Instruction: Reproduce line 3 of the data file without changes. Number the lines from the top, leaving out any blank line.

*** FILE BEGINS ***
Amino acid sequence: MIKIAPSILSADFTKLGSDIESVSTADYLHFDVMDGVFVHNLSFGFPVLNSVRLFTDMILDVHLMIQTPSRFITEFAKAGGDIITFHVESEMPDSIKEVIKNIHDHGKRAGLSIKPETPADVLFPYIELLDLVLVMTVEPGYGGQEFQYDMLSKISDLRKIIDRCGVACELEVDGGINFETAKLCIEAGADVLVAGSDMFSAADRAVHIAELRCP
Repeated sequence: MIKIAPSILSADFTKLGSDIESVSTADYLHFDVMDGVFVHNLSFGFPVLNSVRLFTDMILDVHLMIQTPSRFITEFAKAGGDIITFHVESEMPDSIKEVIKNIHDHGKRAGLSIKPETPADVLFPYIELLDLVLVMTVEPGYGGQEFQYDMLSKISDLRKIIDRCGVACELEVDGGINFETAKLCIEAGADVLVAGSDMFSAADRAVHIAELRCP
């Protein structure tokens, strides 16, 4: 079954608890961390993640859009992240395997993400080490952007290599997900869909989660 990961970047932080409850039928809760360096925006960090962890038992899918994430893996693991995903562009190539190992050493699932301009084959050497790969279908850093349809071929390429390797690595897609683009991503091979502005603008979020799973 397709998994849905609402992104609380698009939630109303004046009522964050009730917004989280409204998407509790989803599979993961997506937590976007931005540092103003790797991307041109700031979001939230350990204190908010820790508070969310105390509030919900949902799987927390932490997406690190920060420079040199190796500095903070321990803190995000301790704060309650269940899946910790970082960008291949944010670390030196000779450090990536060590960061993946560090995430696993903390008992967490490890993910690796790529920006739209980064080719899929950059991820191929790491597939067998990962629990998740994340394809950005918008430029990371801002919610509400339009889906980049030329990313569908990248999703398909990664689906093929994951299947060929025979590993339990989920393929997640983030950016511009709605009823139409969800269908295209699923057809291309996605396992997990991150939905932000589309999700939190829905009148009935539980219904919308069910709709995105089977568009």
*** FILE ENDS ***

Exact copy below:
């Protein structure tokens, strides 16, 4: 079954608890961390993640859009992240395997993400080490952007290599997900869909989660 990961970047932080409850039928809760360096925006960090962890038992899918994430893996693991995903562009190539190992050493699932301009084959050497790969279908850093349809071929390429390797690595897609683009991503091979502005603008979020799973 397709998994849905609402992104609380698009939630109303004046009522964050009730917004989280409204998407509790989803599979993961997506937590976007931005540092103003790797991307041109700031979001939230350990204190908010820790508070969310105390509030919900949902799987927390932490997406690190920060420079040199190796500095903070321990803190995000301790704060309650269940899946910790970082960008291949944010670390030196000779450090990536060590960061993946560090995430696993903390008992967490490890993910690796790529920006739209980064080719899929950059991820191929790491597939067998990962629990998740994340394809950005918008430029990371801002919610509400339009889906980049030329990313569908990248999703398909990664689906093929994951299947060929025979590993339990989920393929997640983030950016511009709605009823139409969800269908295209699923057809291309996605396992997990991150939905932000589309999700939190829905009148009935539980219904919308069910709709995105089977568009």